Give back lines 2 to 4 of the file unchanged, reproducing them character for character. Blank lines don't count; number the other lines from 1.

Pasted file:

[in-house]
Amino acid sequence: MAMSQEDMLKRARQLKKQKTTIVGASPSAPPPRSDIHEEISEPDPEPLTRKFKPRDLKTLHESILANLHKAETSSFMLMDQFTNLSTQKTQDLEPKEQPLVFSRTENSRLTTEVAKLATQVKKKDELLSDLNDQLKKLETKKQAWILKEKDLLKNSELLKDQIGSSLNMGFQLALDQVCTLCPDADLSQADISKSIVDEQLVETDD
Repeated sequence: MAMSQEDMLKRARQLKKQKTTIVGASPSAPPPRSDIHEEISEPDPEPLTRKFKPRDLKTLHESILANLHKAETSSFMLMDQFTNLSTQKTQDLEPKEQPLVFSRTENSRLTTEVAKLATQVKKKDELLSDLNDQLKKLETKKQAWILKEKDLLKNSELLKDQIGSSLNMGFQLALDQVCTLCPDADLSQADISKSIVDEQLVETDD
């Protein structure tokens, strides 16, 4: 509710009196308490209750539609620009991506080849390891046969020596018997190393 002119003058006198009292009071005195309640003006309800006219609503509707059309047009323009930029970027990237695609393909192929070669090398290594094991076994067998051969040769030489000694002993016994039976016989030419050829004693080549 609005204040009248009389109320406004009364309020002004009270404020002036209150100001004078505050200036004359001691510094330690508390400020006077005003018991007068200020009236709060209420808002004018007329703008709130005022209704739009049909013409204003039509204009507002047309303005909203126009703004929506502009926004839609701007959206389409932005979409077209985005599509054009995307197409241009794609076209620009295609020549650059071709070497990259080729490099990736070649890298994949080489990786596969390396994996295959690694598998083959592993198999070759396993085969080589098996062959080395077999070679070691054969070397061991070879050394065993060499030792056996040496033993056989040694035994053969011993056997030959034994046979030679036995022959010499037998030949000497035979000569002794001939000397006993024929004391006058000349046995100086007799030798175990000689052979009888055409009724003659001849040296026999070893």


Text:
Amino acid sequence: MAMSQEDMLKRARQLKKQKTTIVGASPSAPPPRSDIHEEISEPDPEPLTRKFKPRDLKTLHESILANLHKAETSSFMLMDQFTNLSTQKTQDLEPKEQPLVFSRTENSRLTTEVAKLATQVKKKDELLSDLNDQLKKLETKKQAWILKEKDLLKNSELLKDQIGSSLNMGFQLALDQVCTLCPDADLSQADISKSIVDEQLVETDD
Repeated sequence: MAMSQEDMLKRARQLKKQKTTIVGASPSAPPPRSDIHEEISEPDPEPLTRKFKPRDLKTLHESILANLHKAETSSFMLMDQFTNLSTQKTQDLEPKEQPLVFSRTENSRLTTEVAKLATQVKKKDELLSDLNDQLKKLETKKQAWILKEKDLLKNSELLKDQIGSSLNMGFQLALDQVCTLCPDADLSQADISKSIVDEQLVETDD
């Protein structure tokens, strides 16, 4: 509710009196308490209750539609620009991506080849390891046969020596018997190393 002119003058006198009292009071005195309640003006309800006219609503509707059309047009323009930029970027990237695609393909192929070669090398290594094991076994067998051969040769030489000694002993016994039976016989030419050829004693080549 609005204040009248009389109320406004009364309020002004009270404020002036209150100001004078505050200036004359001691510094330690508390400020006077005003018991007068200020009236709060209420808002004018007329703008709130005022209704739009049909013409204003039509204009507002047309303005909203126009703004929506502009926004839609701007959206389409932005979409077209985005599509054009995307197409241009794609076209620009295609020549650059071709070497990259080729490099990736070649890298994949080489990786596969390396994996295959690694598998083959592993198999070759396993085969080589098996062959080395077999070679070691054969070397061991070879050394065993060499030792056996040496033993056989040694035994053969011993056997030959034994046979030679036995022959010499037998030949000497035979000569002794001939000397006993024929004391006058000349046995100086007799030798175990000689052979009888055409009724003659001849040296026999070893």